Non-medical use of prescription drugs (also known as medication diversion) is a common problem in middle and low income countries where monitoring capacities and law enforcement mechanisms are not efficiently developed (1-3).
Prescribed central nervous system (CNS) stimulants, sedative hypnotics and long-lasting opioids are the most important drugs diverted throughout the world (1-4). Non-medical use of stimulant medications used for attention deficit hyperactivity disorder (ADHD) including methylphenidate mostly occurs among younger population at school ages (1,4). On the other hand, diversion of sedative hypnotics such as benzodiazepines and opioids such as tramadol, methadone and buprenorphine is commonly done by opioid dependent adults (2,3-5). In this issue of the journal, clinical effects of non-medical use of modafinil -a CNS stimulant- in the United States and tramadol in opioid dependents in Iran have been addressed (6-8).
Prolonged use of psychostimulants increases the risk of dependence (9). Moreover, non-medical use of opioids fails the effectiveness of abstinence treatments for addicts. These endanger public health. Hence, practical measures should be taken to reduce the risk of diversion:
Diagnosis of the disease should be established before prescribing any diversion potential medications.
Susceptible patients and in general susceptible population (school aged children and youth) should be regularly supervised and monitored for use of alcohol, opioids, methamphetamine (and other CNS stimulants), marijuana and sedative hypnotics.
Anticipatory guidance including description of abuse potential properties of the mentioned medications should be provided for patients' relatives.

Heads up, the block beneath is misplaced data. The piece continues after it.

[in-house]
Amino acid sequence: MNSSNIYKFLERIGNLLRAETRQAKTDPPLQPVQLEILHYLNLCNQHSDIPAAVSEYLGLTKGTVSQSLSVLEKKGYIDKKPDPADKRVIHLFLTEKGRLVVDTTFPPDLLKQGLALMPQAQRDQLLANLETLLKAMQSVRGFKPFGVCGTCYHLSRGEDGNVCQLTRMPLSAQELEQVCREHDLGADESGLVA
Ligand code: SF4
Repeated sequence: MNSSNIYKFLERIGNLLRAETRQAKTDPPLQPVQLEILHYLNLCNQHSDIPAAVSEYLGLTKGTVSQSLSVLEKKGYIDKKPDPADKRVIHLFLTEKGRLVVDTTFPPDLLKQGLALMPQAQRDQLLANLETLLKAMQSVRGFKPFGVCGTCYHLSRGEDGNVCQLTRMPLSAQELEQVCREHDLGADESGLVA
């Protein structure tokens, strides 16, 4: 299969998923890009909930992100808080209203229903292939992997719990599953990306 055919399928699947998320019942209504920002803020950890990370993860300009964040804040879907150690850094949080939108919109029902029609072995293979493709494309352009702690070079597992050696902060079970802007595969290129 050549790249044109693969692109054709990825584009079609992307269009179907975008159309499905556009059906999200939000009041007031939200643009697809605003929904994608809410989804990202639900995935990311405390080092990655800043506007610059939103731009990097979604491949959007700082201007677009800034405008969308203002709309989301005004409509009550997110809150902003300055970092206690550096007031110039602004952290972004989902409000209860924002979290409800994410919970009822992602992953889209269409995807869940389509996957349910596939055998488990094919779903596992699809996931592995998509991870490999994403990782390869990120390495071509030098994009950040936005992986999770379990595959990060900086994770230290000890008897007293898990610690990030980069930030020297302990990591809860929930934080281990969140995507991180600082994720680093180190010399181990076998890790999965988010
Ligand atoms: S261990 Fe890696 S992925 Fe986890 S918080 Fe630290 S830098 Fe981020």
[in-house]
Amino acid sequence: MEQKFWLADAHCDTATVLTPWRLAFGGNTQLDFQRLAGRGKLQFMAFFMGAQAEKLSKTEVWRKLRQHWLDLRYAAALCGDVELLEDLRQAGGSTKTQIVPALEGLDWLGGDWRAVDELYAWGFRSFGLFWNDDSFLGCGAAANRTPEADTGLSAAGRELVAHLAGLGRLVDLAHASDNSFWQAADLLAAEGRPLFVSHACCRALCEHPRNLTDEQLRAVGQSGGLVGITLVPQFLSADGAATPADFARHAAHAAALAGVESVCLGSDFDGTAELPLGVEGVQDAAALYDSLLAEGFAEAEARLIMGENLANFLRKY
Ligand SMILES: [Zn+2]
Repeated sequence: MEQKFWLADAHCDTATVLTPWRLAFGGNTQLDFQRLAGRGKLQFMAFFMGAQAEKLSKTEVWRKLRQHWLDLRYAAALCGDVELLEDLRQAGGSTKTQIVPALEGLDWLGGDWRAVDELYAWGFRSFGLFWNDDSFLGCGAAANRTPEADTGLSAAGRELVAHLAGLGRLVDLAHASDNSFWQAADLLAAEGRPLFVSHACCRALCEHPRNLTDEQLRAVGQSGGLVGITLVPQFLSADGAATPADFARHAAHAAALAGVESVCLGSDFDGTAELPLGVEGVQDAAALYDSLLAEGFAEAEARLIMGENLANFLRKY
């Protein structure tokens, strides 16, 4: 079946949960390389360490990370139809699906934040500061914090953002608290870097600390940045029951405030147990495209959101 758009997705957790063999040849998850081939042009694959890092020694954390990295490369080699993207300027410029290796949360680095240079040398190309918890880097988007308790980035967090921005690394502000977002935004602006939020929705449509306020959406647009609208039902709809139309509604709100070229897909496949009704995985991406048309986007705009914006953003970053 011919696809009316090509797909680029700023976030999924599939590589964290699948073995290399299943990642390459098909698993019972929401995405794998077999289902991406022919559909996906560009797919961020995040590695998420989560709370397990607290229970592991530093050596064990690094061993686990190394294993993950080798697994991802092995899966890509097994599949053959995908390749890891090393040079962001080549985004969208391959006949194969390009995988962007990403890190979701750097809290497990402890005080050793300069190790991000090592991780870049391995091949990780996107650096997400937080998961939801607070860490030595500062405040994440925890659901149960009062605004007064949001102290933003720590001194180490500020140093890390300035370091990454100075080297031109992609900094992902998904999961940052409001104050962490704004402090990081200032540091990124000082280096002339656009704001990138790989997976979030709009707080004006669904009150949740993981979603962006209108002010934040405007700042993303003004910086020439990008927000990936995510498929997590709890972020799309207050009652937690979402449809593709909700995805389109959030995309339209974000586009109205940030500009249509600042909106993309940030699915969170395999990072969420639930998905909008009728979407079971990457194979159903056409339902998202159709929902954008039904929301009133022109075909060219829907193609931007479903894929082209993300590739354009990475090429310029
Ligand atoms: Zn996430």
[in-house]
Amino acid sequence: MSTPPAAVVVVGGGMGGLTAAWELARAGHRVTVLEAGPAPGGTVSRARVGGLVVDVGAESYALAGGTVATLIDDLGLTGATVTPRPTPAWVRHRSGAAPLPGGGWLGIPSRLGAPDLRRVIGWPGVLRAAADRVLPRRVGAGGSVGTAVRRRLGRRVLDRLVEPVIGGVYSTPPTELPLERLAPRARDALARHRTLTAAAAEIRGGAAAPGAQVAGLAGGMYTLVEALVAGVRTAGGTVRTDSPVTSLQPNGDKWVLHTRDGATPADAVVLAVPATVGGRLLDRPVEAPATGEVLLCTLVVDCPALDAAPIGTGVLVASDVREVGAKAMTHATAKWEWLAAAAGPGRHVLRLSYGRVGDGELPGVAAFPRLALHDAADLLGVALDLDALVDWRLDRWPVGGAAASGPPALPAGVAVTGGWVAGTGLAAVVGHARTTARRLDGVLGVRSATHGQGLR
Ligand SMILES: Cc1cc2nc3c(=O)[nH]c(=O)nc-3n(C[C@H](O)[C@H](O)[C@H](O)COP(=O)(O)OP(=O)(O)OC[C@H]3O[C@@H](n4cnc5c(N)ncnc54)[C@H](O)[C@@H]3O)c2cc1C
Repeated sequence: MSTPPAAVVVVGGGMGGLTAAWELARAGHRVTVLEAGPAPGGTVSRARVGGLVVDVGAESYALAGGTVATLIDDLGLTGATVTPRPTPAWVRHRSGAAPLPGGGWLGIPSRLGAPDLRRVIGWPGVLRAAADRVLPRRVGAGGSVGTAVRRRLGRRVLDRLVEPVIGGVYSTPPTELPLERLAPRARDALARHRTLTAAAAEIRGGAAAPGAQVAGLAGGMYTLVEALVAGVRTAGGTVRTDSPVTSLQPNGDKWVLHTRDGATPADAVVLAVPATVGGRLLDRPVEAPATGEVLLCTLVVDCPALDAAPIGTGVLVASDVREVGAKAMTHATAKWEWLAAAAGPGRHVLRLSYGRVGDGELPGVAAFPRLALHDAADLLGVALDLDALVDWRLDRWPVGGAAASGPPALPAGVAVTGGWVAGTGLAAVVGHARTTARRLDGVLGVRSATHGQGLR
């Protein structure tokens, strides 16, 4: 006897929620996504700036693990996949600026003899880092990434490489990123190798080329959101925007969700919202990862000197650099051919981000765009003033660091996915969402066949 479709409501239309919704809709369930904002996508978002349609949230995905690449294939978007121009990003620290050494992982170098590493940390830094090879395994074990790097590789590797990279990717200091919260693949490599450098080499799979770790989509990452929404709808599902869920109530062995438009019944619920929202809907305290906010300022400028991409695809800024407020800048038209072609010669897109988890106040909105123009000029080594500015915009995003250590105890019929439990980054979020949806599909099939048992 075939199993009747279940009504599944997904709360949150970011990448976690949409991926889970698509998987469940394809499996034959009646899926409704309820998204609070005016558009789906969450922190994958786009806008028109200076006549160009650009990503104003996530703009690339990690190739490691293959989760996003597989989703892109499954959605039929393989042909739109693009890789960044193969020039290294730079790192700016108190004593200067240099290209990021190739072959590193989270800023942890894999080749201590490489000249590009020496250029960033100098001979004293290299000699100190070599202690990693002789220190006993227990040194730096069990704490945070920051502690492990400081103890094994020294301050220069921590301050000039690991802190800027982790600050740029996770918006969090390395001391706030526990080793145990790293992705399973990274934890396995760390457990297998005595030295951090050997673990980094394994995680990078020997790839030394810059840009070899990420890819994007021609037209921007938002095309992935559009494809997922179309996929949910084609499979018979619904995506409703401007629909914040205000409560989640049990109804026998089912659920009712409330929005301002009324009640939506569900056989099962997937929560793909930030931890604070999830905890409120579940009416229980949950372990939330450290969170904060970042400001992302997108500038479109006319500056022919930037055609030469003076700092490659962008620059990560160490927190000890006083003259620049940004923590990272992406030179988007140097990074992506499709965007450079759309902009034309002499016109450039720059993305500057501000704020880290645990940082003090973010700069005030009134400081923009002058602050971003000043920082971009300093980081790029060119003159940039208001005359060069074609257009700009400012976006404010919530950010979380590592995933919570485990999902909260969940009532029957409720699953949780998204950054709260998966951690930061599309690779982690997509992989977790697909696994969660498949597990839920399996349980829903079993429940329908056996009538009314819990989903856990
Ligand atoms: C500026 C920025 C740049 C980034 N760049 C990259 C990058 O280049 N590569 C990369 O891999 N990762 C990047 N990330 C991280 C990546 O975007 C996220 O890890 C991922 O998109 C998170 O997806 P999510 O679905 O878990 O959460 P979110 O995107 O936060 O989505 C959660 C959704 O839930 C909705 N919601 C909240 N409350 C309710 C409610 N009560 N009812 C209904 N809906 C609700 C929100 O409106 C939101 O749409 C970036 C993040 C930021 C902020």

For each patient under methadone/buprenorphine maintenance therapy (MMT/BMT) or ADHD treatment, a prescription record should be completed by the clinic.
Off-label prescription of medications should be monitored and controlled by higher health authorities.
Moreover, in low and middle income countries, the extent of the problem is wider as the majority of medications including antibiotics, pain killers, tranquilizers and narcotics are easily available. Hence, additional steps should be taken:
Current regulation on supervision of medication dispensing should be enforced.
Ratifying more comprehensive regulations on controlling medication diversion should be accelerated.
Distribution of medication with abuse potential should be limited to governmental pharmacies.
Prescription of pain killers should be controlled. Length and type of permitted painkillers that can be prescribed by dentists and physiotherapists should be limited.
Considering the success of distribution and follow up of methadone and buprenorphine by physicians in MMT/BMT clinics, it could be a good idea that sedative hypnotics and other drugs with abuse potentials being distributed by specialist clinics.
Medication diversion should be controlled. One possible solution can be medication dispensing by physicians. In this case, comprehensive regulation should be ratified to control this practice very strictly. This process should be evaluated to determine the extent to which patients' and practice needs are being met. If implemented, this can help to decrease medication dispensing errors, and enhance patient compliance, convenience and education. Physician-dispensing prescription can also reduce the costs and save the patient a trip (10,11).